Including and highlighting speakers or session leads with lived experience and offering a diverse range of perspectives both broadens the scope of representation, and can prevent assumptions and stereotypes about people with lived experience. This can then act to further empower other attendees with lived experience to become more actively involved in your event and research as a whole.

Providing Event Descriptions#

Consider including a description of your intended audience and any expertise requirements in your session information. Ensure that these session descriptions, the program, and any organisational information are written using Plain Language that is able to be understood by your audience.

Include session descriptions in the program of events. This description should include:

  • a short and clear title of the session or event

  • the name of any hosts, facilitators, or moderators

  • a short abstract about what the session is

  • information about the goal of the session

  • information about what level of engagement is expected in the session

  • details on who the intended attendees are for the session

  • any additional information such as location, start time, and Zoom links if applicable

For example:

  • Title: AI approaches and methodologies across AIM

  • Description: A roundtable discussion to map the different applications of AI methods across AIM investments with the goal of identifying similarities and articulating nuanced differences across AIM consortia projects. Pens and paper will be provided. This session will involve active discussion between small groups of attendees that will rotate every 15 minutes.

  • Facilitators: Alan Turing, Ada Lovelace, Charles Babbage, Katherine Johnson

  • Audience: Technical leads, statisticians, and data-intensive researchers across the AIM consortia

  • Time: 14.00 - 15.30. Comfort break from 14:45 - 15.00.

  • Location: The Great Hall.


You can find other inspiration and examples of inclusive session descriptions on the Mozilla Festival (MozFest) website.

Using Parallel Sessions#

Conferences and other large events can often bring together a wide range of attendees with an equally wide range of experiences and expertise. For these events, it may not be ideal to curate all content and sessions suitable for a general audience. However, in this case, it is very important that organizers clearly communicate about the content of sessions, and that sessions are labelled appropriately on all promotional material.

Consider if you are able to run “parallel” tracks or sessions and dedicate one of these tracks to sessions that would be of interest to - and inclusive of - members of the public and people with lived experience.

Ensure that your sessions which focus on people’s lived experiences, and any research methods which actively involve members of the public, are able to be attended by researchers and other professionals in attendance.

It can be a “convenient” strategy to plan a general audience session as an alternative option for people with lived experience to attend in favour of a highly technical session that would be of interest to researchers or attendees with a background in quantitative science. Falling into this trap can lead to a segregation between people with lived experience and their research colleagues which results in a knowledge and involvement disparity. It is important to give researchers the opportunity to attend sessions and events that focus on lived experience and public involvement.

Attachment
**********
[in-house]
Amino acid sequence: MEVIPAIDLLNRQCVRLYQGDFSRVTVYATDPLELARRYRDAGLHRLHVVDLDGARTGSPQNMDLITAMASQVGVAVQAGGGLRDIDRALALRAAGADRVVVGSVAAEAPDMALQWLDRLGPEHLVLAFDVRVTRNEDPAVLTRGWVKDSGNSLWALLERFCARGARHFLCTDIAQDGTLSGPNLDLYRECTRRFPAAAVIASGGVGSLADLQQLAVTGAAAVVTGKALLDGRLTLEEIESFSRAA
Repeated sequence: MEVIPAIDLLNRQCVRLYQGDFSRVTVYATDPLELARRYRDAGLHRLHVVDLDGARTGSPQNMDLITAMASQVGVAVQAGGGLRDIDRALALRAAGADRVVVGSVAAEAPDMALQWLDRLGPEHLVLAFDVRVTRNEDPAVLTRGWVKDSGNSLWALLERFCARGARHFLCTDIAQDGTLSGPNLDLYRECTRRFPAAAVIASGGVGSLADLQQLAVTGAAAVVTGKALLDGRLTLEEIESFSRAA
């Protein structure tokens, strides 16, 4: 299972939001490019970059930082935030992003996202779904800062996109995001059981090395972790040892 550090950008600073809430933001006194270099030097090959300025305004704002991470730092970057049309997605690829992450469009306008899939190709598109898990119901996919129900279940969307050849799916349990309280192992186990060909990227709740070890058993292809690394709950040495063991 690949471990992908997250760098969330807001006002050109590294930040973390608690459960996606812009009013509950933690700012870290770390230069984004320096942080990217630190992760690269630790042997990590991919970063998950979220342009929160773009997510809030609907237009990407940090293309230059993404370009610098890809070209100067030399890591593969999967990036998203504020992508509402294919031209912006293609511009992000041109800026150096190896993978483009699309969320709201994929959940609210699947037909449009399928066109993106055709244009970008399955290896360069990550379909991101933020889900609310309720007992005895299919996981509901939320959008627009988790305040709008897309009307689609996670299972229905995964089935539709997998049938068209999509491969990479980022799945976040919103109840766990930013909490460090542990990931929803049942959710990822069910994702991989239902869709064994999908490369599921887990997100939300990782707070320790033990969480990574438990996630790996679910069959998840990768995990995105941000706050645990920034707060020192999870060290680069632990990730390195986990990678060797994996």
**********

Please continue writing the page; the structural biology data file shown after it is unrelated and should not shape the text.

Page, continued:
Consider running any highly technical sessions in parallel with coffee breaks or networking, and then highlighting that researchers and attendees with a technical background are welcome and encouraged to attend sessions with a lived experience focus.

Creating a Program: Session Type#

Different session formats may help or hinder the engagement and participation of people with lived experience in your event. For example, panel discussions, workshops, and interactive sessions, all present different barriers and levels of support depending on the specific needs of your attendees.

Consider using a mix of oral presentations, panel discussions, videos, workshops and breakout sessions, as well as providing alternatives for communication and participation.

By providing various content types, you will be able to support a wider range of needs and preferences and ensure that there are accessible options for all participants.

Ensure that you actively label and communicate what the session formats will be. This will allow attendees to self-select the sessions and event content that they feel most comfortable engaging with.

If your event can only support one type of format, consider asking for input and feedback from either your community or representatives with lived experience. This will ensure that you choose the format option that will support your specific community of people with lived experience best.


Taking the time to carefully consider your event’s schedule and content will ensure all attendees feel valued and are able to engage in your event.

If you are able to, the best way to design an inclusive event that supports the involvement of people with lived experience is to actively involve and get feedback from people or the community with lived experience in your planning. Involving people with lived experience from the onset can help in identifying potential barriers as well as curate topics and sessions that are of interest to a diverse group of attendees. The active involvement of community representatives is often the key to an event becoming welcoming, inclusive, and accessible for people with lived experience.

Finally, by designing a schedule that provides flexibility around breaks and types of engagement, offering a variety of session formats that are clearly communicated, and including people with lived experience as co-organizers, hosts, and facilitators, you will create an event that can effectively support a community of people with lived experience.